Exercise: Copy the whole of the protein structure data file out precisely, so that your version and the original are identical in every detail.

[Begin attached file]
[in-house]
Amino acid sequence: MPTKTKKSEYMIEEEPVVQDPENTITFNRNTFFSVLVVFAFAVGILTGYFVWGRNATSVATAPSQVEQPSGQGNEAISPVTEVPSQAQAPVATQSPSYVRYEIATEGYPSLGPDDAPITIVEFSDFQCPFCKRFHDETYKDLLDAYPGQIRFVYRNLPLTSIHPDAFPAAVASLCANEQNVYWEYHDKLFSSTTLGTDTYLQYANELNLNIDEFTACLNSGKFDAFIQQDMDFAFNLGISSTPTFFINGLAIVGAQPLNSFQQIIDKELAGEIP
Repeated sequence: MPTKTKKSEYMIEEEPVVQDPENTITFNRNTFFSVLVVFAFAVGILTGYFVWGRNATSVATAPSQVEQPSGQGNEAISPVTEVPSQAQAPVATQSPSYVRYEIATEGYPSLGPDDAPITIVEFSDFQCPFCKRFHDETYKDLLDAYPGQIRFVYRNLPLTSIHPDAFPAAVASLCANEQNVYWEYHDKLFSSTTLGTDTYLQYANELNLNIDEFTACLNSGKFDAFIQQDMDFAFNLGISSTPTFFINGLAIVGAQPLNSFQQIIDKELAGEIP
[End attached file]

[in-house]
Amino acid sequence: MPTKTKKSEYMIEEEPVVQDPENTITFNRNTFFSVLVVFAFAVGILTGYFVWGRNATSVATAPSQVEQPSGQGNEAISPVTEVPSQAQAPVATQSPSYVRYEIATEGYPSLGPDDAPITIVEFSDFQCPFCKRFHDETYKDLLDAYPGQIRFVYRNLPLTSIHPDAFPAAVASLCANEQNVYWEYHDKLFSSTTLGTDTYLQYANELNLNIDEFTACLNSGKFDAFIQQDMDFAFNLGISSTPTFFINGLAIVGAQPLNSFQQIIDKELAGEIP
Repeated sequence: MPTKTKKSEYMIEEEPVVQDPENTITFNRNTFFSVLVVFAFAVGILTGYFVWGRNATSVATAPSQVEQPSGQGNEAISPVTEVPSQAQAPVATQSPSYVRYEIATEGYPSLGPDDAPITIVEFSDFQCPFCKRFHDETYKDLLDAYPGQIRFVYRNLPLTSIHPDAFPAAVASLCANEQNVYWEYHDKLFSSTTLGTDTYLQYANELNLNIDEFTACLNSGKFDAFIQQDMDFAFNLGISSTPTFFINGLAIVGAQPLNSFQQIIDKELAGEIP